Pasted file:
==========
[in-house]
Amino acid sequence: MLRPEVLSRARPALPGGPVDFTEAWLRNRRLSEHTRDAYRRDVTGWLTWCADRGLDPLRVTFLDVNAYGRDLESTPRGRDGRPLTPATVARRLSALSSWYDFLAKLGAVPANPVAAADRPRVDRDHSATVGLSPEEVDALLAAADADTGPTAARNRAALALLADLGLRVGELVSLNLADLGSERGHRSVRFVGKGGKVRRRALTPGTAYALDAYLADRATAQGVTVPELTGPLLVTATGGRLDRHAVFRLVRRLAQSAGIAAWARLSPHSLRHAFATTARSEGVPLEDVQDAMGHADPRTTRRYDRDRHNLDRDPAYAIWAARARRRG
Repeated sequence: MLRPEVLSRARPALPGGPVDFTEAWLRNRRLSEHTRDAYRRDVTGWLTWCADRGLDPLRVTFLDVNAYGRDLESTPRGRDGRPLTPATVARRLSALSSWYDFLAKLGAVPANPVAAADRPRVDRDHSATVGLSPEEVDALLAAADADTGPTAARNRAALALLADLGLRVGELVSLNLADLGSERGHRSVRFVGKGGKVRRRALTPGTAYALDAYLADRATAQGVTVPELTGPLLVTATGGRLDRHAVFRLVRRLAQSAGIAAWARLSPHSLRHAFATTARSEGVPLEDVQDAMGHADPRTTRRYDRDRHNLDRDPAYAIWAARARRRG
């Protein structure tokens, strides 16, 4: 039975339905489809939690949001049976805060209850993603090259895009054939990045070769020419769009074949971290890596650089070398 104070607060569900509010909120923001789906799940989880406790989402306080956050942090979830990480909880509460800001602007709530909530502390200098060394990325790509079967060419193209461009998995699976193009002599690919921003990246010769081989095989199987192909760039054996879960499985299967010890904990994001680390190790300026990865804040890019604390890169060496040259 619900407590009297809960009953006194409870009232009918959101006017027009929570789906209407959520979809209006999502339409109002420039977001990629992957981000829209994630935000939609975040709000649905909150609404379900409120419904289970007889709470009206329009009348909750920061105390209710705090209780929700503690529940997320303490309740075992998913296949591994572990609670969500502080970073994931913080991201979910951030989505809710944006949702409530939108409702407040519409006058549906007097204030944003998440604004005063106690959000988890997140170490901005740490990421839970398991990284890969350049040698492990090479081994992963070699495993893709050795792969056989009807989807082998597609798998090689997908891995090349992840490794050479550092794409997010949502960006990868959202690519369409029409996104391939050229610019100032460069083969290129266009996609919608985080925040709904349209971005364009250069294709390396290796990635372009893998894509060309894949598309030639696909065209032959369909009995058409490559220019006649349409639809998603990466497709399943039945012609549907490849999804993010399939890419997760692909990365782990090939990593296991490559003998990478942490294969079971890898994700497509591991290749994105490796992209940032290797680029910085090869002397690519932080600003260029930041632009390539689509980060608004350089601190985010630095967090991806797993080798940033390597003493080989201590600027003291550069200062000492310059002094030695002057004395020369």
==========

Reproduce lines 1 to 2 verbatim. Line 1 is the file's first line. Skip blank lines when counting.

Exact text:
[in-house]
Amino acid sequence: MLRPEVLSRARPALPGGPVDFTEAWLRNRRLSEHTRDAYRRDVTGWLTWCADRGLDPLRVTFLDVNAYGRDLESTPRGRDGRPLTPATVARRLSALSSWYDFLAKLGAVPANPVAAADRPRVDRDHSATVGLSPEEVDALLAAADADTGPTAARNRAALALLADLGLRVGELVSLNLADLGSERGHRSVRFVGKGGKVRRRALTPGTAYALDAYLADRATAQGVTVPELTGPLLVTATGGRLDRHAVFRLVRRLAQSAGIAAWARLSPHSLRHAFATTARSEGVPLEDVQDAMGHADPRTTRRYDRDRHNLDRDPAYAIWAARARRRG